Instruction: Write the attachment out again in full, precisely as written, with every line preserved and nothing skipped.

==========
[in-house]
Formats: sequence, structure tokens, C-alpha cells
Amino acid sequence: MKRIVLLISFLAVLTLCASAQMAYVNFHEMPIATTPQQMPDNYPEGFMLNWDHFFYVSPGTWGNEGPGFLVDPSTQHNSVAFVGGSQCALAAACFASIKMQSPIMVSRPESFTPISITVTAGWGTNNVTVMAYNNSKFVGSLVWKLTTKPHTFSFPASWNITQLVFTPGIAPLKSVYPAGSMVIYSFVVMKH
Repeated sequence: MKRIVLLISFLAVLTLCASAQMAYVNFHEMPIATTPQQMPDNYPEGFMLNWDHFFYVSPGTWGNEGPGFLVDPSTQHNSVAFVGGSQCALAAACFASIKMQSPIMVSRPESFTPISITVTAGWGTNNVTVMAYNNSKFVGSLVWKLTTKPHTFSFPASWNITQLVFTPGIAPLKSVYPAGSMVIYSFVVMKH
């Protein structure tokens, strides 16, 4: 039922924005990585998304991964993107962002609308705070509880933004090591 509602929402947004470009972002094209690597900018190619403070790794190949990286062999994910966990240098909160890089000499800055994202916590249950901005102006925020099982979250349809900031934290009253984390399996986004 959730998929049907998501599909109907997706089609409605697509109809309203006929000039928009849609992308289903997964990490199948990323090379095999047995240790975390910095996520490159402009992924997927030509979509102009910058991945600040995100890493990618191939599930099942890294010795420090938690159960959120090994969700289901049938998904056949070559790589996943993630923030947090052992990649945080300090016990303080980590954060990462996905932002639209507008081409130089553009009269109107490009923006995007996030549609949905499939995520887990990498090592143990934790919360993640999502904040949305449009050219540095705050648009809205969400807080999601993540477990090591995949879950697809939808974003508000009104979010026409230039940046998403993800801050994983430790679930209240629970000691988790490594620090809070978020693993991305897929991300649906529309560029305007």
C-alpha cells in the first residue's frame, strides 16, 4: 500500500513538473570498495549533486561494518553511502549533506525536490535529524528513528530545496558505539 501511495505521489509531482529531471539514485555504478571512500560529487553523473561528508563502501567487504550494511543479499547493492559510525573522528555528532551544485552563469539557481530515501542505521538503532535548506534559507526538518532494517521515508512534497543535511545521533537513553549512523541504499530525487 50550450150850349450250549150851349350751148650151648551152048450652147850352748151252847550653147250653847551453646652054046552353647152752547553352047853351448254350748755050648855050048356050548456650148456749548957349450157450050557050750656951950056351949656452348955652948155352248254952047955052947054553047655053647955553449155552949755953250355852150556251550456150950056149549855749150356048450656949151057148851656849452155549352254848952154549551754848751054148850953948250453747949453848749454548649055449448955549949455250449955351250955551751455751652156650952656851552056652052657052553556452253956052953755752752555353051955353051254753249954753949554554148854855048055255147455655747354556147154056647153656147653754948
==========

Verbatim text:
[in-house]
Formats: sequence, structure tokens, C-alpha cells
Amino acid sequence: MKRIVLLISFLAVLTLCASAQMAYVNFHEMPIATTPQQMPDNYPEGFMLNWDHFFYVSPGTWGNEGPGFLVDPSTQHNSVAFVGGSQCALAAACFASIKMQSPIMVSRPESFTPISITVTAGWGTNNVTVMAYNNSKFVGSLVWKLTTKPHTFSFPASWNITQLVFTPGIAPLKSVYPAGSMVIYSFVVMKH
Repeated sequence: MKRIVLLISFLAVLTLCASAQMAYVNFHEMPIATTPQQMPDNYPEGFMLNWDHFFYVSPGTWGNEGPGFLVDPSTQHNSVAFVGGSQCALAAACFASIKMQSPIMVSRPESFTPISITVTAGWGTNNVTVMAYNNSKFVGSLVWKLTTKPHTFSFPASWNITQLVFTPGIAPLKSVYPAGSMVIYSFVVMKH
């Protein structure tokens, strides 16, 4: 039922924005990585998304991964993107962002609308705070509880933004090591 509602929402947004470009972002094209690597900018190619403070790794190949990286062999994910966990240098909160890089000499800055994202916590249950901005102006925020099982979250349809900031934290009253984390399996986004 959730998929049907998501599909109907997706089609409605697509109809309203006929000039928009849609992308289903997964990490199948990323090379095999047995240790975390910095996520490159402009992924997927030509979509102009910058991945600040995100890493990618191939599930099942890294010795420090938690159960959120090994969700289901049938998904056949070559790589996943993630923030947090052992990649945080300090016990303080980590954060990462996905932002639209507008081409130089553009009269109107490009923006995007996030549609949905499939995520887990990498090592143990934790919360993640999502904040949305449009050219540095705050648009809205969400807080999601993540477990090591995949879950697809939808974003508000009104979010026409230039940046998403993800801050994983430790679930209240629970000691988790490594620090809070978020693993991305897929991300649906529309560029305007």
C-alpha cells in the first residue's frame, strides 16, 4: 500500500513538473570498495549533486561494518553511502549533506525536490535529524528513528530545496558505539 501511495505521489509531482529531471539514485555504478571512500560529487553523473561528508563502501567487504550494511543479499547493492559510525573522528555528532551544485552563469539557481530515501542505521538503532535548506534559507526538518532494517521515508512534497543535511545521533537513553549512523541504499530525487 50550450150850349450250549150851349350751148650151648551152048450652147850352748151252847550653147250653847551453646652054046552353647152752547553352047853351448254350748755050648855050048356050548456650148456749548957349450157450050557050750656951950056351949656452348955652948155352248254952047955052947054553047655053647955553449155552949755953250355852150556251550456150950056149549855749150356048450656949151057148851656849452155549352254848952154549551754848751054148850953948250453747949453848749454548649055449448955549949455250449955351250955551751455751652156650952656851552056652052657052553556452253956052953755752752555353051955353051254753249954753949554554148854855048055255147455655747354556147154056647153656147653754948